Great Gut Blog

Fiber and FODMAPs

Posted by Brad Dennis, Ph.D. on

Fiber and FODMAPs

We all know that fiber is good for us – but people who suffer from gastrointestinal disorders like Irritable Bowel Syndrome (IBS) can have trouble with fiber in their diet. For many, a low FODMAP diet has been found to help with the symptoms of digestive distress. Is there then a connection between fiber and FODMAPs? Yes, there is!

What are FODMAPs?

The acronym FODMAP stands for Fermentable Oligosaccharides, Disaccharides, Monosaccharides, and Polyols. Quite a mouthful – and may not really answer the question. FODMAPs are a group of short-chain carbohydrates that can contribute to the symptoms of gastrointestinal disorders. You generally only see the term in reference to a special diet that is low in these compounds in an effort to alleviate the symptoms of these digestive disorders and heal the gut.

Oligosaccharides include fructans and galacto-oligosaccharides. Foods high in these compounds include:

  • All members of the onion family: onions, leeks, and garlic
  • asparagus
  • lentils
  • chickpeas
  • green peas
  • lima beans, kidney beans and other legumes
  • wheat
  • jicama
  • dried dates, pineapple, raisins
  • grapefruit
  • persimmon
  • agave
  • artichokes

Monosaccharides and disaccharides are sugars. Monosaccharides are fructose, glucose, and galactose.  Disaccharides are lactose, which is a type of sugar found in milk and dairy products. As you’d expect, cane and beet sugar, and honey, are high in monosaccharides, as are many fruits (such as cherries, apples, grapes, watermelon, pears, and pineapple) and even some beans. Milk and cream, cheese, yogurt, butter and ice cream all contain high levels of both mono- and disaccharides.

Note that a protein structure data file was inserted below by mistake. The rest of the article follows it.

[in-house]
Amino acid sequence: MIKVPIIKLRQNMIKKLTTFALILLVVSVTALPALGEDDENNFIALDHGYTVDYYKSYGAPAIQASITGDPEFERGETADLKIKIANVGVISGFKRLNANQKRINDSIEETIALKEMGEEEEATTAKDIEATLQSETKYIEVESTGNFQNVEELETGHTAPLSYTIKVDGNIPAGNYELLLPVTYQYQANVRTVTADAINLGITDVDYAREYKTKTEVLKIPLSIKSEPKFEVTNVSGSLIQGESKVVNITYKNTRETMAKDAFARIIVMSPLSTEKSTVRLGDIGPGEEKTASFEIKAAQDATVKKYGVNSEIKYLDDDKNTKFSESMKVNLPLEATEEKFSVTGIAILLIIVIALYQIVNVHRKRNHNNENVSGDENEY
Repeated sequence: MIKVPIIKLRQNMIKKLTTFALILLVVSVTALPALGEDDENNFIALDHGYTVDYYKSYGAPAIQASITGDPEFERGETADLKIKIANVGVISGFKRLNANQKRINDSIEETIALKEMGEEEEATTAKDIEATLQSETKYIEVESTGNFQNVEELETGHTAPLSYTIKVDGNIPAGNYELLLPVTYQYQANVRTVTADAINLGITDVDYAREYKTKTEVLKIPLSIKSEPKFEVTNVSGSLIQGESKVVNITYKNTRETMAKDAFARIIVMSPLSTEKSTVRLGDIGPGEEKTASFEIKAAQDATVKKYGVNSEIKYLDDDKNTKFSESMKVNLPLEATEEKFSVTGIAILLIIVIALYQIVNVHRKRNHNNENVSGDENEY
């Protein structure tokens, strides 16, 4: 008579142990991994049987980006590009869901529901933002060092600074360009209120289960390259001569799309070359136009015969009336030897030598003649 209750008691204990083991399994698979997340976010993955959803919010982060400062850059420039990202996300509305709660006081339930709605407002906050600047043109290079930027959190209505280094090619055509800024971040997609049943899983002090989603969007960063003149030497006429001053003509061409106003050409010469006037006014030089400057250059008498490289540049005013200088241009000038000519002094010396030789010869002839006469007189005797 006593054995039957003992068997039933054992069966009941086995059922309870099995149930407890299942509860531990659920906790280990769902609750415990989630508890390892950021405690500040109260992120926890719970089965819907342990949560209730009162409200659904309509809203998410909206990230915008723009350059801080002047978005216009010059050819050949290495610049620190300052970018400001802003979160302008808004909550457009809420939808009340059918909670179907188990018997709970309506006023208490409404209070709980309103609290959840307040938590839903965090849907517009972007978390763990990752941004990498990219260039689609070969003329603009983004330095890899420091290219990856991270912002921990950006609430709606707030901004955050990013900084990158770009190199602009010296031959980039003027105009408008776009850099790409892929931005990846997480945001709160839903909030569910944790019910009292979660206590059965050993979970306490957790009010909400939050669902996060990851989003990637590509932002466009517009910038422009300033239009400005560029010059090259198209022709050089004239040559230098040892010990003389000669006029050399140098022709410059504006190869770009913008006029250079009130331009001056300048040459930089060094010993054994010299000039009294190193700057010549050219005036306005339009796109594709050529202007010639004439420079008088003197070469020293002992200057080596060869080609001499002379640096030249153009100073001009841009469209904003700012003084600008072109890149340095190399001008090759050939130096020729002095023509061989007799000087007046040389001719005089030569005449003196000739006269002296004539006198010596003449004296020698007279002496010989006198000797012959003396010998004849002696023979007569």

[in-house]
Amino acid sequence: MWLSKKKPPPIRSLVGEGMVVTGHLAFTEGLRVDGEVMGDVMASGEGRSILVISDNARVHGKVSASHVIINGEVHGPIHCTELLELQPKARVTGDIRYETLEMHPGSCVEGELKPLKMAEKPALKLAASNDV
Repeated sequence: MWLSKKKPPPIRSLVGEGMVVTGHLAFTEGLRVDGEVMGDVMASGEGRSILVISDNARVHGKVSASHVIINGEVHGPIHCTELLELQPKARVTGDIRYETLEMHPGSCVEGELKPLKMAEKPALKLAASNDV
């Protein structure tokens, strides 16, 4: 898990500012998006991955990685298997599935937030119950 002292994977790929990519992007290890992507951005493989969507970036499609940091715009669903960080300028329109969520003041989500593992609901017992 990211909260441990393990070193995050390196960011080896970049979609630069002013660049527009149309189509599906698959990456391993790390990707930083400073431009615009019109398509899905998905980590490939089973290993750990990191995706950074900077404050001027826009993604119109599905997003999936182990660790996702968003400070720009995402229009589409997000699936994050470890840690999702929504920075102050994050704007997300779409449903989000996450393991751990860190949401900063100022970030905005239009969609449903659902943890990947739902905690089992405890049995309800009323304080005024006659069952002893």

Polyols are sugar alcohols, like xylitol, sorbitol, and mannitol. Polyols can be found in a variety of foods, including:

  • sweet potatoes
  • cauliflower
  • potatoes
  • avocadoes
  • watermelon
  • mushrooms
  • artificial sweeteners and sugar substitutes

Note: the above lists are not exhaustive. The Monash website is the best source for comprehensive lists of foods containing these substances.


At its most basic, the FODMAP diet is simply an elimination diet.

The FODMAP diet was devised at the Monash University in Melbourne, Australia, and is focused on reducing and eliminating these highly fermentable carbohydrates that can exacerbate digestive distress.

For the majority of people, a low FODMAP diet is supposed be a temporary thing. Like any elimination diet, the point is to eliminate all potential exacerbators of symptoms and then, slowly, reintroduce them one by one so as to identify the foods that trigger symptoms. Those are the only foods that should then remain out of the diet and be avoided. The remaining foods can – and should – be brought back into the diet. The result is a personalized diet that will allow a person to eat healthily without triggering digestive distress.

The Fiber – FODMAP connection

Why is fiber such a big deal when we start talking about FODMAPs? We talk about fiber’s health benefits a lot (of course), but in some cases, when someone is suffering from various digestive disorders such as IBS, fiber can actually worsen symptoms. That’s definitely not something anyone – including us here at Great Gut – want!

For those who have been following our blog for some time, the reason fiber can cause trouble with some people suffering from a digestive disorder is likely obvious: many of the foods that are high in one or more FODMAP compounds are also high in fiber and in particular, high in prebiotic fiber.

If you think these foods may be contributing to your digestive woes, you should see your doctor and ask whether an elimination diet such as FODMAP might be useful for you. Never experiment with a FODMAP diet without a doctor’s advice because fiber is an absolutely necessary nutrient for your body and a strict. Completely eliminating it could lead to severe constipation. Your doctor can help you create a proper elimination diet that will ensure you don’t tip the balance of the gut scales too far in the opposite direction (or make current symptoms worse, for those whose digestive woes already lean towards the constipation side of the pendulum).

For those who need to reduce or eliminate most FODMAPs, they find themselves in a conundrum: fiber is essential to healthy gut, so how to keep fiber in the diet while avoiding FODMAPs?


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